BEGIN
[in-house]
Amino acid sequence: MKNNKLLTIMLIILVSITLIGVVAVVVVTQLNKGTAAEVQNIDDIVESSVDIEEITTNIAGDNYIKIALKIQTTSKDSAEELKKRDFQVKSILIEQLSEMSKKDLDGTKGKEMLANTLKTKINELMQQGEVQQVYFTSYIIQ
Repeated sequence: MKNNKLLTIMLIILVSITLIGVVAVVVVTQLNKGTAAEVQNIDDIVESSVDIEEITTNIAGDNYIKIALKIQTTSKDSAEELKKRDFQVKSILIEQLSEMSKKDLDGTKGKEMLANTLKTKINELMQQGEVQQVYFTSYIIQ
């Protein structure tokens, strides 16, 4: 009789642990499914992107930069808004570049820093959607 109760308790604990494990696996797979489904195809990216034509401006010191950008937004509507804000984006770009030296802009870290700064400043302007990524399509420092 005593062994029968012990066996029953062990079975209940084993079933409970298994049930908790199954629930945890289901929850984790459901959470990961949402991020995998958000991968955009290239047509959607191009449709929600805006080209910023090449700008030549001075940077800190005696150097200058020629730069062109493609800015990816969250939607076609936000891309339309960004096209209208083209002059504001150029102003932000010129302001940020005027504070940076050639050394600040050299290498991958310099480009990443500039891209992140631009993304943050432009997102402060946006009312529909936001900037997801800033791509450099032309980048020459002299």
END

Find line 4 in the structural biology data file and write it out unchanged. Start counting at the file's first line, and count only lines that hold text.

């Protein structure tokens, strides 16, 4: 009789642990499914992107930069808004570049820093959607 109760308790604990494990696996797979489904195809990216034509401006010191950008937004509507804000984006770009030296802009870290700064400043302007990524399509420092 005593062994029968012990066996029953062990079975209940084993079933409970298994049930908790199954629930945890289901929850984790459901959470990961949402991020995998958000991968955009290239047509959607191009449709929600805006080209910023090449700008030549001075940077800190005696150097200058020629730069062109493609800015990816969250939607076609936000891309339309960004096209209208083209002059504001150029102003932000010129302001940020005027504070940076050639050394600040050299290498991958310099480009990443500039891209992140631009993304943050432009997102402060946006009312529909936001900037997801800033791509450099032309980048020459002299």